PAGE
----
MD: She’s the child of immigrants, and I have an immigrant parent. This relationship is so complicated. When you move to a new place, you want your child to be a part of that culture and have all of those successes that come with being a part of that culture. They have to understand the signals of that culture and the power structures. And the better they get at that, the further they get from you. If you try really, really hard, and you work really hard at it, and you’re the right kind of person to do that, you can kind of bridge that gap. But most people aren’t like that. Most people don’t have the ability to compartmentalize, verbalize, and understand all the different parts of their culture that make them them and then be able to transmit that to their child. That’s not something that most people know how to do. 

I truly love my mother and there are so many moments where I feel like I don’t understand her on this fundamental level. That level of not-understanding shifts in different contexts and situations. When I was 15 or 16, I started illegally downloading a bunch of Korean dramas because I didn’t know anything about Korea really and I wanted to know more. My mom and I started to have this weird bond that emerged from these dramas. At first, she made fun of me but then I think there was something of nostalgia there, and then curiosity. She moved so long ago and things had changed since then. That gap between us actually shrank a lot. Even if I didn’t understand her better, I had better ways of talking about the pieces I didn’t understand and she had better ways of explaining it.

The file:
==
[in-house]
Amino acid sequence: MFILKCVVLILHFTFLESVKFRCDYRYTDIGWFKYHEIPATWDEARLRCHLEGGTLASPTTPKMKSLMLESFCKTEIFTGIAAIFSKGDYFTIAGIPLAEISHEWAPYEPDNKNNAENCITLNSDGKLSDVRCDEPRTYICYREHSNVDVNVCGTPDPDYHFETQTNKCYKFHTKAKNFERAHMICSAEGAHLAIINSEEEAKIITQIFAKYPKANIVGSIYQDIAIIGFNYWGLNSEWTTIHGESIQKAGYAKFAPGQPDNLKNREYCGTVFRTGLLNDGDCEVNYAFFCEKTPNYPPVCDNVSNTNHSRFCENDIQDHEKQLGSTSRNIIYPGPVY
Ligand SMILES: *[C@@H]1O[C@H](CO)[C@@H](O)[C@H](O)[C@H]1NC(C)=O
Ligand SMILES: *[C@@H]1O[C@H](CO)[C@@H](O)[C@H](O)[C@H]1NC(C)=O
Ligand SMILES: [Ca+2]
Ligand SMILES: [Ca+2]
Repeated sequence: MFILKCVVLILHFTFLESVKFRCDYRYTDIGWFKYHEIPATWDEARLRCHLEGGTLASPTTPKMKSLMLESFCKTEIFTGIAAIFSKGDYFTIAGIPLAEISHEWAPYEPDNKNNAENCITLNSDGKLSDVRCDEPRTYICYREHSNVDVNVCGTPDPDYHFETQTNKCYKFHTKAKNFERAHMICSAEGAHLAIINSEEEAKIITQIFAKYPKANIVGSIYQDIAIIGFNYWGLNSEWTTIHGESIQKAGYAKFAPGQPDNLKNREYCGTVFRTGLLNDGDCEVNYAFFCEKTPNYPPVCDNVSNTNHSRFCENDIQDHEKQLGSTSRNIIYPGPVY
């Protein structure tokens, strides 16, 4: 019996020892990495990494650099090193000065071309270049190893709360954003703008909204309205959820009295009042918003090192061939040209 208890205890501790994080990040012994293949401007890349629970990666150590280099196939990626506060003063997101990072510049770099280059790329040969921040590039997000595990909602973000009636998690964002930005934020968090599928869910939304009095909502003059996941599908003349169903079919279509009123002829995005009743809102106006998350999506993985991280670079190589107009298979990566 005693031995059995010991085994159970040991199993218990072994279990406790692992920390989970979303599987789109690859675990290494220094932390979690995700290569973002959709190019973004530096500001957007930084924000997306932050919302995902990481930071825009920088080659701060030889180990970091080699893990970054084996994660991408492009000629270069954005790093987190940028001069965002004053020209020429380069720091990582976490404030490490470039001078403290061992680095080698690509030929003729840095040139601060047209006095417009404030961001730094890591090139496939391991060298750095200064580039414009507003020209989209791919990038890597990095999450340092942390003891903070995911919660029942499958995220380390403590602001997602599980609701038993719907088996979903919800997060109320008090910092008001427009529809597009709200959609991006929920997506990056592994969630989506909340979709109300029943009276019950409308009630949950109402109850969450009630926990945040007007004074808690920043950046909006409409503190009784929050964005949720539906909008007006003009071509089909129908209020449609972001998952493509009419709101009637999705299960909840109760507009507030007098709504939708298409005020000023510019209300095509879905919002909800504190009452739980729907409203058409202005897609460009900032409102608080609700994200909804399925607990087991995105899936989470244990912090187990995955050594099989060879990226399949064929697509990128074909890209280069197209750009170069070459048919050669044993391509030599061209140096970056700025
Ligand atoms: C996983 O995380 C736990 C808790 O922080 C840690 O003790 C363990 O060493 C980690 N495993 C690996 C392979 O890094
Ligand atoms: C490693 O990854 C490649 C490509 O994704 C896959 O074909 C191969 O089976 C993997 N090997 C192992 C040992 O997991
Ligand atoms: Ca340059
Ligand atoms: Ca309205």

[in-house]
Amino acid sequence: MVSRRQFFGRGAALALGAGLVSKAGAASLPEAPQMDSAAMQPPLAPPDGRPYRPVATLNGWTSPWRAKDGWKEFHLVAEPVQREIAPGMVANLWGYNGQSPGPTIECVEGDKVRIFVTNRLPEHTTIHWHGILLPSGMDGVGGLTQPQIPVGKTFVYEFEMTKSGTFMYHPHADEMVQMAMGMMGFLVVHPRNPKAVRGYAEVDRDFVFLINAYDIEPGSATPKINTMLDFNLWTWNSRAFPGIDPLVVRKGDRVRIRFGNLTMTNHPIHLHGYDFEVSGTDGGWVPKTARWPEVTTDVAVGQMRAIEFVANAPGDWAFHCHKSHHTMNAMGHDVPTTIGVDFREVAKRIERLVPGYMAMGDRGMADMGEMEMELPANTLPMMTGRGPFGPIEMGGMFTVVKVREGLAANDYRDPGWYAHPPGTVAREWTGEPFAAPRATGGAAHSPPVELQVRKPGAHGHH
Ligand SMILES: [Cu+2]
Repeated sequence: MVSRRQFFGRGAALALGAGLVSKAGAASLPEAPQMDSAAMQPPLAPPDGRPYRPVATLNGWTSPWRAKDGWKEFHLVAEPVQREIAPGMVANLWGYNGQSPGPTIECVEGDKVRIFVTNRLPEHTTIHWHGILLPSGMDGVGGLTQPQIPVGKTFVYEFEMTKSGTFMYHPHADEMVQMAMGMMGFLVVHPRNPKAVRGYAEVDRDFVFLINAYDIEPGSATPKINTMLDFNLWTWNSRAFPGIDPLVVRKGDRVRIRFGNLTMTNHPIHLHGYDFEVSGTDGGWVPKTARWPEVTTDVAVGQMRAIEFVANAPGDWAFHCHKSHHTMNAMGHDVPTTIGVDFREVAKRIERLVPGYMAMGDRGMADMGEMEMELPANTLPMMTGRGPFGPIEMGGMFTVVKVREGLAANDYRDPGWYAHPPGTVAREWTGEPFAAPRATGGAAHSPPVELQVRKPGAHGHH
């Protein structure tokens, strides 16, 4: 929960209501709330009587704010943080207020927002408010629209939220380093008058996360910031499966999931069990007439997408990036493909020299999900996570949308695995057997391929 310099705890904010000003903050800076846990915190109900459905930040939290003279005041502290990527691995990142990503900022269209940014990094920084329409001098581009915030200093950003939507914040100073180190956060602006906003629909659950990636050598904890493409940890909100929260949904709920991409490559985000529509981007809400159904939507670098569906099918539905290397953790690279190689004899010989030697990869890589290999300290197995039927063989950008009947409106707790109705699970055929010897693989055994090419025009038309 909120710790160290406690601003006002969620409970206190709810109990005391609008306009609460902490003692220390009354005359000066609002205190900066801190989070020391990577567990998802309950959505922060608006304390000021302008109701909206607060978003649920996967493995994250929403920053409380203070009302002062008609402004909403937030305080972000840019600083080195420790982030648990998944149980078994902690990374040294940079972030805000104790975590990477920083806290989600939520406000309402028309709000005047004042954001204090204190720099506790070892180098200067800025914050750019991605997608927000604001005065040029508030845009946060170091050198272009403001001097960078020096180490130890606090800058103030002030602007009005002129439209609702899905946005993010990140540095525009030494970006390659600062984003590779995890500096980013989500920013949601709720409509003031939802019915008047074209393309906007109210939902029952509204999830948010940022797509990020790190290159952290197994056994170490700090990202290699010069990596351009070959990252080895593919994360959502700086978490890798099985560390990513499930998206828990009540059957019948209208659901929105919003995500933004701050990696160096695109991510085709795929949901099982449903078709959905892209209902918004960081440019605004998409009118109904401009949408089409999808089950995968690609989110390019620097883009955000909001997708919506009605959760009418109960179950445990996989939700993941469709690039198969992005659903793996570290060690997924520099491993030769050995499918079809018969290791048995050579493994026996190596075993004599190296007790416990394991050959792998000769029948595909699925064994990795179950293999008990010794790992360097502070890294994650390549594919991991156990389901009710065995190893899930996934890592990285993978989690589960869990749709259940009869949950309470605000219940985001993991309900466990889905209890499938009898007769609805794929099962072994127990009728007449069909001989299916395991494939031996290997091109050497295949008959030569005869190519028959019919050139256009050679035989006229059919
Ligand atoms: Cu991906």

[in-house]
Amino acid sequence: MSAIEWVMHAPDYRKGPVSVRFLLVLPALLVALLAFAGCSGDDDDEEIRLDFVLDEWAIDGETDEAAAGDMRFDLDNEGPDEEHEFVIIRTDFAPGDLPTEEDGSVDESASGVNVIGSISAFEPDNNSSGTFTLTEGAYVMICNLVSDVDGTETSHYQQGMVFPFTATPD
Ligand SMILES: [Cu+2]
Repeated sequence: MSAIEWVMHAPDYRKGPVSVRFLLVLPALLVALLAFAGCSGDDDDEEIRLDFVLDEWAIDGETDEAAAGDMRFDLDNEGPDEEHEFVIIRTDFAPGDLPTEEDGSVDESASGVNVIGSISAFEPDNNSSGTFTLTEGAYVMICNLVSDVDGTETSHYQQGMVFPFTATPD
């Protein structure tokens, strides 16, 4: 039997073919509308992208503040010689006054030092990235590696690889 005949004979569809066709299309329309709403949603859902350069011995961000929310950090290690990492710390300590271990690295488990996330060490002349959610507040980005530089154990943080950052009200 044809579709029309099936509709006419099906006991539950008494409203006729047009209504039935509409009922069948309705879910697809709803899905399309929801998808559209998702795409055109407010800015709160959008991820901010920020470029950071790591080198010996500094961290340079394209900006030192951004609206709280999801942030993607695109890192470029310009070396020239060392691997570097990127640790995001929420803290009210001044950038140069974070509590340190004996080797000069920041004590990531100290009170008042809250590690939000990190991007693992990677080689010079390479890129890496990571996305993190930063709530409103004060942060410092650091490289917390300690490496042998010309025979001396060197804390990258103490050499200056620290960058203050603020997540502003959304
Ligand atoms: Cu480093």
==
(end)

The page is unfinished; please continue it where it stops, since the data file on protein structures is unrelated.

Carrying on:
There’s this really complex, difficult work when you have a kid and you are an immigrant and particularly if you’re not of the hegemonic culture and you’re trying to bridge that gap. Korea is a culture that is indelibly marked by the conflict of the past 150 years, like the occupation of Japan, the war, U.S. colonialism, all of it. You look at Korean family history charts, and there are just these huge holes of people who were murdered, of records that were burned. I have family members in my own line that were supposedly murdered by the Japanese. There’s so much pain there that it’s hard to talk about. 

Have you heard of han feeling?

JA: I don’t think so.

MD:  Han is this deep pain and anger and grudge and sadness. It’s thought of in this very tangible way, where you could almost give it to someone else, virally almost, or it could be lodged in a place which is what makes ghosts happen. Now there are these philosophers or anthropologists who are doing these studies of third-generation han for Koreans who have emigrated to other countries and then they have children and their children have their han even though they don’t know where it comes from. It’s something I think a lot about.

JA: It feels impossible to communicate such a vast, painful history in words. When I was reading the food scene, where Katrina’s parents have saved her bottles of mung bean egg replacer for three years, I understood the ways they missed her and the ways that grief showed up tangibly in their life.

Han is this deep pain and anger and grudge and sadness… where you could almost give it to someone else, virally almost.